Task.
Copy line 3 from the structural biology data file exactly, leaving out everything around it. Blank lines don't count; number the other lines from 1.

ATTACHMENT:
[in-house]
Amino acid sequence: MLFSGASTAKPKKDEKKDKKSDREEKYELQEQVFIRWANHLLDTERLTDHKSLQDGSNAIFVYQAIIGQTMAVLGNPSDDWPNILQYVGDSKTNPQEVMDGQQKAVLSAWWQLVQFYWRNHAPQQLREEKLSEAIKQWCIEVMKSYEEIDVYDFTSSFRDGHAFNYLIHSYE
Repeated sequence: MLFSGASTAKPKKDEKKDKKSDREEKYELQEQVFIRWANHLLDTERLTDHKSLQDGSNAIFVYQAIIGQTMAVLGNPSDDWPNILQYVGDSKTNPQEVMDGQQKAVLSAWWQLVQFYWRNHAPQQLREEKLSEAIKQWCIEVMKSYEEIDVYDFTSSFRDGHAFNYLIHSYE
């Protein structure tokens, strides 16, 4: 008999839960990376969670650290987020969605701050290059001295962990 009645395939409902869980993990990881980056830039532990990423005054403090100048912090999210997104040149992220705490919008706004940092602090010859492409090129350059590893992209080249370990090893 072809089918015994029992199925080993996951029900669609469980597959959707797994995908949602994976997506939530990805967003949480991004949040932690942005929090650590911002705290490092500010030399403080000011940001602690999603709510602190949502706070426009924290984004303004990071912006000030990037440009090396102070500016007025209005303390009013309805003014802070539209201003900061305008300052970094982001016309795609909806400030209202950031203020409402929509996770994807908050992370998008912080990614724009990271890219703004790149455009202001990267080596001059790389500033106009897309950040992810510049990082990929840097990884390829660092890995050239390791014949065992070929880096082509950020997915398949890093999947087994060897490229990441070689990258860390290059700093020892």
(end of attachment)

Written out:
Repeated sequence: MLFSGASTAKPKKDEKKDKKSDREEKYELQEQVFIRWANHLLDTERLTDHKSLQDGSNAIFVYQAIIGQTMAVLGNPSDDWPNILQYVGDSKTNPQEVMDGQQKAVLSAWWQLVQFYWRNHAPQQLREEKLSEAIKQWCIEVMKSYEEIDVYDFTSSFRDGHAFNYLIHSYE